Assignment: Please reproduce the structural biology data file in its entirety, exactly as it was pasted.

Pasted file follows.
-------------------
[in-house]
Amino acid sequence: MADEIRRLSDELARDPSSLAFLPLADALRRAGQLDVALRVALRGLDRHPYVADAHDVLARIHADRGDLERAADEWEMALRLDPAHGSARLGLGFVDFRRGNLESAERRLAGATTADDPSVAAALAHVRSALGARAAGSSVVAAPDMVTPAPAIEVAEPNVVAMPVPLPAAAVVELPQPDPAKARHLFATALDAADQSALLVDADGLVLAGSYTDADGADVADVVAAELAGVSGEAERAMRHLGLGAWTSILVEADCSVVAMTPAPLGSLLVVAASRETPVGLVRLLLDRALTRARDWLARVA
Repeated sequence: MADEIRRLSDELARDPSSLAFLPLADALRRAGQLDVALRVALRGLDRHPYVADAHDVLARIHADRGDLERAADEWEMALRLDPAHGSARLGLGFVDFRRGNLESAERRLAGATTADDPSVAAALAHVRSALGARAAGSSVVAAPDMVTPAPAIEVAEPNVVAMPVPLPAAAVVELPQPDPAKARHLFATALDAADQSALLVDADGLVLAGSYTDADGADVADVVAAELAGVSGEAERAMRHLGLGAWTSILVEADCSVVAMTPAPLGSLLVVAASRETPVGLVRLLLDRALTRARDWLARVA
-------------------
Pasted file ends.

[in-house]
Amino acid sequence: MADEIRRLSDELARDPSSLAFLPLADALRRAGQLDVALRVALRGLDRHPYVADAHDVLARIHADRGDLERAADEWEMALRLDPAHGSARLGLGFVDFRRGNLESAERRLAGATTADDPSVAAALAHVRSALGARAAGSSVVAAPDMVTPAPAIEVAEPNVVAMPVPLPAAAVVELPQPDPAKARHLFATALDAADQSALLVDADGLVLAGSYTDADGADVADVVAAELAGVSGEAERAMRHLGLGAWTSILVEADCSVVAMTPAPLGSLLVVAASRETPVGLVRLLLDRALTRARDWLARVA
Repeated sequence: MADEIRRLSDELARDPSSLAFLPLADALRRAGQLDVALRVALRGLDRHPYVADAHDVLARIHADRGDLERAADEWEMALRLDPAHGSARLGLGFVDFRRGNLESAERRLAGATTADDPSVAAALAHVRSALGARAAGSSVVAAPDMVTPAPAIEVAEPNVVAMPVPLPAAAVVELPQPDPAKARHLFATALDAADQSALLVDADGLVLAGSYTDADGADVADVVAAELAGVSGEAERAMRHLGLGAWTSILVEADCSVVAMTPAPLGSLLVVAASRETPVGLVRLLLDRALTRARDWLARVA